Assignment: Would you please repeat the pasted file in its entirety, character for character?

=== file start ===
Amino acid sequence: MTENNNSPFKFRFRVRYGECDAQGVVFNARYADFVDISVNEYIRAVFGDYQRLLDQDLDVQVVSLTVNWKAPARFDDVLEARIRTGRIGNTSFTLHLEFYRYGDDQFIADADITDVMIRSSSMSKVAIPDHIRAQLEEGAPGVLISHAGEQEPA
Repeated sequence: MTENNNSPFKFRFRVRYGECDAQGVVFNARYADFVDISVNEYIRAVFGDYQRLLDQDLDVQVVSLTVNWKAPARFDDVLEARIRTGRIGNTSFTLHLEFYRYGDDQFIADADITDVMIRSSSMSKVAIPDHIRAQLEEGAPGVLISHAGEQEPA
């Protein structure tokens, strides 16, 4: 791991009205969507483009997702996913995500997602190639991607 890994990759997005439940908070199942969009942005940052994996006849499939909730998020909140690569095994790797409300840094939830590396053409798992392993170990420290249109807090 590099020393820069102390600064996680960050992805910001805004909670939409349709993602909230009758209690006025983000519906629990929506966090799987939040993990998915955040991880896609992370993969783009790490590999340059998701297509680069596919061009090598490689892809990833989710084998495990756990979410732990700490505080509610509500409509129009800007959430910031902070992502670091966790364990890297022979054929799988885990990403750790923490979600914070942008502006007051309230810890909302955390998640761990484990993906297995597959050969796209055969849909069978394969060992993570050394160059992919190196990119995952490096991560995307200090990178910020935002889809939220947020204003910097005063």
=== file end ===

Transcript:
Amino acid sequence: MTENNNSPFKFRFRVRYGECDAQGVVFNARYADFVDISVNEYIRAVFGDYQRLLDQDLDVQVVSLTVNWKAPARFDDVLEARIRTGRIGNTSFTLHLEFYRYGDDQFIADADITDVMIRSSSMSKVAIPDHIRAQLEEGAPGVLISHAGEQEPA
Repeated sequence: MTENNNSPFKFRFRVRYGECDAQGVVFNARYADFVDISVNEYIRAVFGDYQRLLDQDLDVQVVSLTVNWKAPARFDDVLEARIRTGRIGNTSFTLHLEFYRYGDDQFIADADITDVMIRSSSMSKVAIPDHIRAQLEEGAPGVLISHAGEQEPA
């Protein structure tokens, strides 16, 4: 791991009205969507483009997702996913995500997602190639991607 890994990759997005439940908070199942969009942005940052994996006849499939909730998020909140690569095994790797409300840094939830590396053409798992392993170990420290249109807090 590099020393820069102390600064996680960050992805910001805004909670939409349709993602909230009758209690006025983000519906629990929506966090799987939040993990998915955040991880896609992370993969783009790490590999340059998701297509680069596919061009090598490689892809990833989710084998495990756990979410732990700490505080509610509500409509129009800007959430910031902070992502670091966790364990890297022979054929799988885990990403750790923490979600914070942008502006007051309230810890909302955390998640761990484990993906297995597959050969796209055969849909069978394969060992993570050394160059992919190196990119995952490096991560995307200090990178910020935002889809939220947020204003910097005063």